Pubdate: Fri, 14 Apr 2017
Source: Globe and Mail (Canada)
Copyright: 2017 The Globe and Mail Company
Author: Kelly Grant
Page: A9
Referenced: Cannabis Act:


As Justin Trudeau's Liberal government tables its long-awaited
marijuana legislation, Canada's doctors have a message about pot: Just
because it will eventually be legal doesn't mean it's safe.

The Canadian Medical Association, the Canadian Psychiatric
Association, the Canadian Paediatric Society and other organizations
representing front-line health-care providers have been busy
broadcasting their concerns about the ill effects of cannabis,
especially for chronic smokers under the age of 25.

"We're saying: 'Please keep the public-health focus front of mind as
this legislation is unrolled,' " said Gail Beck, the clinical director
of youth psychiatry at the Royal, a psychiatric hospital in Ottawa.
"Lots of people think this is harmless."

The medical profession in this country has long had misgivings about
medicinal marijuana-namely, that there is not enough solid evidence
of pot's efficacy in treating chronic pain and other ailments to
warrant a doctor's endorsement. But with the advent of legal
recreational marijuana, doctors have a different set of worries.


One top-of-mind concern: The potential for addiction to marijuana,
especially among teens and young adults. "We know that one in seven
teenagers who start using cannabis will develop cannabis-use disorder,
which is significant," said Christina Grant, a professor of pediatrics
at McMaster University in Hamilton.

Cannabis use crosses over into disorder territory when it begins to
cause dysfunction in users' day-to-day lives, derailing their
commitment to school or work and sowing conflict in their families,
said Dr. Grant, the lead author of the Canadian Paediatric Society's
position statement on marijuana, released last fall.

Mental illness

Cannabis has also been linked to certain mental illnesses. The drug's
relationship to depression and anxiety is still up in the air; the
science has not established a causal relationship between the two. In
other words, it's not clear if people smoke pot because they are
depressed and anxious or are depressed and anxious because they smoke

There is stronger evidence that heavy use of cannabis can lead to
psychosis, especially among people who have a family history of mental
illness, Dr. Beck said. However, the vast majority of the research
involved people who use cannabis daily. The scientific literature is
virtually silent on the mental-health effects of smoking pot now and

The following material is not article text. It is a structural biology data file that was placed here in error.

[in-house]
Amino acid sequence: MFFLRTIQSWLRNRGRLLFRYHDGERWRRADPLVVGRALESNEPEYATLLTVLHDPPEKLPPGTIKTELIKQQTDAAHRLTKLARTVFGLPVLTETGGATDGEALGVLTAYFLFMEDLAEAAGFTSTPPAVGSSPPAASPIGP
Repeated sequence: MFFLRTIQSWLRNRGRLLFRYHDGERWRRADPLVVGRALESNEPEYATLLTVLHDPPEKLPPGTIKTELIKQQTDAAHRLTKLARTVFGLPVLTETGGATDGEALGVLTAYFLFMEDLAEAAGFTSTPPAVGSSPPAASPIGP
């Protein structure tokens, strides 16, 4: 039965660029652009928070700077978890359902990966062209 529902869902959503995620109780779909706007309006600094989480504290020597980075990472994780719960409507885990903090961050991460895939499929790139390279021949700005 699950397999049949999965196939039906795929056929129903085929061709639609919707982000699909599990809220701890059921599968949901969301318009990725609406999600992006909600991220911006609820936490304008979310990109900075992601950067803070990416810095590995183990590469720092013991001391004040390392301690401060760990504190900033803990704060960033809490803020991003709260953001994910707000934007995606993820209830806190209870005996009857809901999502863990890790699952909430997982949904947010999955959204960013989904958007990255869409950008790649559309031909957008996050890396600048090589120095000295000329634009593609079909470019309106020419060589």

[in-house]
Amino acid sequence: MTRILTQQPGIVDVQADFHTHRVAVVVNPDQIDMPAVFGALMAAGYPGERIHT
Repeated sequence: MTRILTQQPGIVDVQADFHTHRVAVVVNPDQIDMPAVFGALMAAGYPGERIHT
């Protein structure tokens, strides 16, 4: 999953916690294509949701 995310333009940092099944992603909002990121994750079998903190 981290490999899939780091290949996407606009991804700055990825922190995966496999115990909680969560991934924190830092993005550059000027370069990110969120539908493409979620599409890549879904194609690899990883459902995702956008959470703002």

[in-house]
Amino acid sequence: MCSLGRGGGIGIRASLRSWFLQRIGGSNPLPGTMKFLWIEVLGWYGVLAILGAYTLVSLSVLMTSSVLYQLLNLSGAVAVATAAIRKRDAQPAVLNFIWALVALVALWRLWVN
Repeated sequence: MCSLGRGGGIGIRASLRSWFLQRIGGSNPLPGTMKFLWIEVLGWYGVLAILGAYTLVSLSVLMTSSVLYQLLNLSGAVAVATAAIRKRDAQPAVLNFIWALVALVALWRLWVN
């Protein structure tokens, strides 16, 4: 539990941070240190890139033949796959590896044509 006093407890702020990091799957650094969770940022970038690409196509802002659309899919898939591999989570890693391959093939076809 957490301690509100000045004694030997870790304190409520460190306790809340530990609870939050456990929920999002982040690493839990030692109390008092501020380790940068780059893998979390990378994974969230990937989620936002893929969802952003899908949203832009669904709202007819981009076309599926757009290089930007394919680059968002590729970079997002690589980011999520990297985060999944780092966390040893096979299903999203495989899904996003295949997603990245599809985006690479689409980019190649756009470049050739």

"We don't know the lower limit that's safe," Dr. Grant cautioned.
"There's no evidence to say, yeah, use it once, use it twice and
nothing will happen."

The developing brain

There is good evidence that teens who smoke pot frequently suffer
long-lasting damage to their still immature brains, including problems
with memory, attention and executive functioning. "For teenagers who
use cannabis regularly, there's actually structural changes [visible]
on MRI," Dr. Grant said. "They show that certain areas of the brain
are smaller, there's thinning of a part of the brain called the
cortex, which is very important in terms of thinking and planning and

The adult brain appears capable of recovering from chronic pot use in
a few weeks. "That's not what happens in young people," Dr. Beck said.
Citing concerns about the adolescent brain, the Canadian Medical
Association last year urged the federal government to ban the sale of
marijuana to people under the age of 21 and to restrict the amount and
potency of the drug available to those younger than 25.

Driving while high

Most of the health concerns associated with cannabis apply to heavy
users. But occasional tokers can wreak havoc if they get behind the
wheel while high. "Cannabis impairs your ability to safely drive a
vehicle," said Amy Porath, the director of research and policy for the
Canadian Centre on Substance Abuse (CCSA). "It impairs your reaction
time. It impairs your ability to multitask and pay attention." Police
across the country are currently piloting a roadside saliva test to
see if it adequately detects cannabis-impaired drivers.

Your lungs on pot

"Whether it's tobacco or cannabis," Dr. Porath said, "there are
concerns with smoking anything." Smoking pot can cause coughing,
wheezing, sore throat and tightness in the chest. It can also
aggravate asthma. Although marijuana smoke contains many of the same
cancer-causing chemicals as cigarette smoke, the evidence that
pot-smoking causes lung cancer is mixed, according to a review of the
evidence by the CCSA.

The same is true of cannabis smoke and chronic obstructive pulmonary
disease, or COPD, an umbrella term that includes chronic bronchitis
and emphysema. Recent studies have suggested "no causal relationship"
to COPD in cases where patients smoked low-to-moderate amounts of pot,
the CCSA report said, but more research is needed among heavy smokers
of the drug.
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